Thursday, July 7, 2011

Building Better Lives Together

By Katrina Gay, NAMI Director of Communications

As Thomas Moore, the Irish poet, once said, “To the soul, there is hardly anything more healing than friendship.”

And here at the 32nd NAMI Annual Convention in Chicago, it is clear that it is the friendships that truly matter.

Each summer, people gather at the convention from across the country and the world to inspire one another and gain knowledge about mental illness. They come to connect with old friends and make new ones, to share their stories of struggle and triumph and to contribute to the thoughts and ideas that encapsulate NAMI.

This year, the NAMI Annual Convention welcomes a crowd of more than 2,300 individuals, families and others affected by mental illness.

They come for a short repose from the important work they do as advocates and community leaders and reflect on what they have achieved, how far they have come and what the vision for the future should be.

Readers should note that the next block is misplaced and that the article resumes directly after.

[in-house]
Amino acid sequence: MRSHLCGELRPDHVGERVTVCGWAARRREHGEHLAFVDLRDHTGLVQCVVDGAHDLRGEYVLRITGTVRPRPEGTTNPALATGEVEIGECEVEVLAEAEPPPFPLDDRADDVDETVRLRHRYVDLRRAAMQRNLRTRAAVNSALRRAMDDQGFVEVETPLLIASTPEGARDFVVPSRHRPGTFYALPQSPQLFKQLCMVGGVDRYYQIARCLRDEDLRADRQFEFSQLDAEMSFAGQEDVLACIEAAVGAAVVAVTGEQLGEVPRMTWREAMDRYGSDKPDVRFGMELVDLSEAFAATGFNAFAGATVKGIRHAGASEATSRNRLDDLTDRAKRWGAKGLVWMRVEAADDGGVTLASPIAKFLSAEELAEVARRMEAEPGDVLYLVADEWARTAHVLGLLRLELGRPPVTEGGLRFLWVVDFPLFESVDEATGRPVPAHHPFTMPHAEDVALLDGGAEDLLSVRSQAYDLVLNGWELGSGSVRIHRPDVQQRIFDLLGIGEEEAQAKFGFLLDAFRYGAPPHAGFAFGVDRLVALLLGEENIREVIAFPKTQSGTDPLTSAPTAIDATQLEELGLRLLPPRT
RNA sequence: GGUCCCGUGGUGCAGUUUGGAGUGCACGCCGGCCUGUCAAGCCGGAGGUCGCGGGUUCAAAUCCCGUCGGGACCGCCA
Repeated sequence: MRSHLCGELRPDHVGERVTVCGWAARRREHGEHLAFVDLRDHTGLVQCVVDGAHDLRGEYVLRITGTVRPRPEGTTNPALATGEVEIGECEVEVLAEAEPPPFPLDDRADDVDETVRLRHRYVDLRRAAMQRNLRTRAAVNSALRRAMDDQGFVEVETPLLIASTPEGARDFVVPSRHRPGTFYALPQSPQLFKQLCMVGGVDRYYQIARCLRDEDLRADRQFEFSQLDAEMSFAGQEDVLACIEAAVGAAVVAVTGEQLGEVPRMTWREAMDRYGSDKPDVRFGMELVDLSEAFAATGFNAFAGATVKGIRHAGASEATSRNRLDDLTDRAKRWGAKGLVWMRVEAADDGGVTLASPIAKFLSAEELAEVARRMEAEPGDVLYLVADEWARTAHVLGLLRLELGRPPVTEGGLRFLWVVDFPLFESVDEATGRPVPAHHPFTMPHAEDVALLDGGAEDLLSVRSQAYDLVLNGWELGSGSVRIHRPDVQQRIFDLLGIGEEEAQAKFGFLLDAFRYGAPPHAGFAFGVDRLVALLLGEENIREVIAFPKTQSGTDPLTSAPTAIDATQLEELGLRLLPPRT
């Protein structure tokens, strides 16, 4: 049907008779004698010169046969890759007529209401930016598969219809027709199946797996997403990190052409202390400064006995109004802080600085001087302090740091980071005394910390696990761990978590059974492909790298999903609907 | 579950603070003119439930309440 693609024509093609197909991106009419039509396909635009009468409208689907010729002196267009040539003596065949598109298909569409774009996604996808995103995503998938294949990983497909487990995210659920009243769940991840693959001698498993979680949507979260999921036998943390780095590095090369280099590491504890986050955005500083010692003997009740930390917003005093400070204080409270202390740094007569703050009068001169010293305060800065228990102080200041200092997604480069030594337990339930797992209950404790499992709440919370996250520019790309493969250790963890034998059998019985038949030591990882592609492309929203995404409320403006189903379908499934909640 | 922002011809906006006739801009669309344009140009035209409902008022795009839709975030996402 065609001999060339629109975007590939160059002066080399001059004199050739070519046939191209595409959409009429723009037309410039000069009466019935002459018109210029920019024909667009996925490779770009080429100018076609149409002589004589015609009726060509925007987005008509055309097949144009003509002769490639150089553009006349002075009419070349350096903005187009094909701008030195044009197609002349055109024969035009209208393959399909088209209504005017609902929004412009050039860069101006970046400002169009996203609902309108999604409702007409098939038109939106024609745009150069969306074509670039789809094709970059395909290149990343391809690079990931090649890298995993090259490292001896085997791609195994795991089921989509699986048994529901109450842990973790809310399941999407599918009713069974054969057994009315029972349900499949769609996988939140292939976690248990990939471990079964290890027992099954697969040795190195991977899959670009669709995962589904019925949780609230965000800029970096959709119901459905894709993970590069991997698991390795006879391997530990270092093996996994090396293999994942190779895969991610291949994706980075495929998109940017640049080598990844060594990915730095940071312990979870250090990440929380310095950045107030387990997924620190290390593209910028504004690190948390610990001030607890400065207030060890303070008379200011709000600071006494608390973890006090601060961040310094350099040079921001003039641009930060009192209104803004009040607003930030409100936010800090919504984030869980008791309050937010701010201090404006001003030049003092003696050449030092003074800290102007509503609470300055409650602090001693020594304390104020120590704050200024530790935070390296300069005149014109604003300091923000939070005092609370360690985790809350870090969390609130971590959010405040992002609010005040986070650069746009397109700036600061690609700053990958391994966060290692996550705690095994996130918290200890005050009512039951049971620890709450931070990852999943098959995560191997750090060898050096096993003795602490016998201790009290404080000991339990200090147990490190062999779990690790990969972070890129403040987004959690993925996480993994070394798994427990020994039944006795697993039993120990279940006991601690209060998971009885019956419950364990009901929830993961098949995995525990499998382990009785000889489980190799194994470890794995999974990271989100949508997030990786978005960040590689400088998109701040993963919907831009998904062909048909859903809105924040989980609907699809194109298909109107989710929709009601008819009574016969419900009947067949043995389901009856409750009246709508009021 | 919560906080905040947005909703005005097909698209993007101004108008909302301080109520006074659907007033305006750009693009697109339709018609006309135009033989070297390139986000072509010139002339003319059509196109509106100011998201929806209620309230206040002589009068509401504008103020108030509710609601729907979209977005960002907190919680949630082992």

It becomes evident to everyone here that NAMI is more than an organization. We are a community. A family. A movement.

At pre-convention activities on Wednesday, July 6, early arrivals were inspired by one another as well as by opportunities to engage with author and mental health leader Elyn Saks.

Elyn spoke to a standing room only crowd, sharing her personal story of living with schizophrenia and recounting excerpts from her book, The Center Cannot Hold: My Journey through Madness, which chronicles her life with the illness as well as her successes both personally and professionally.

The recipient of a John D. and Catherine T. MacAuthur Foundation Fellowship -- also known as a “genius grant” -- Elyn has established the Saks Institute for Mental Health Law, Policy and Ethics located at the University of Southern California Gould School of Law. Her work will continue to make a difference and change the way we understand mental illness as part of the human condition.

Through her intimate interactions with the audience, Elyn offered encouragement and inspiration to all in attendance.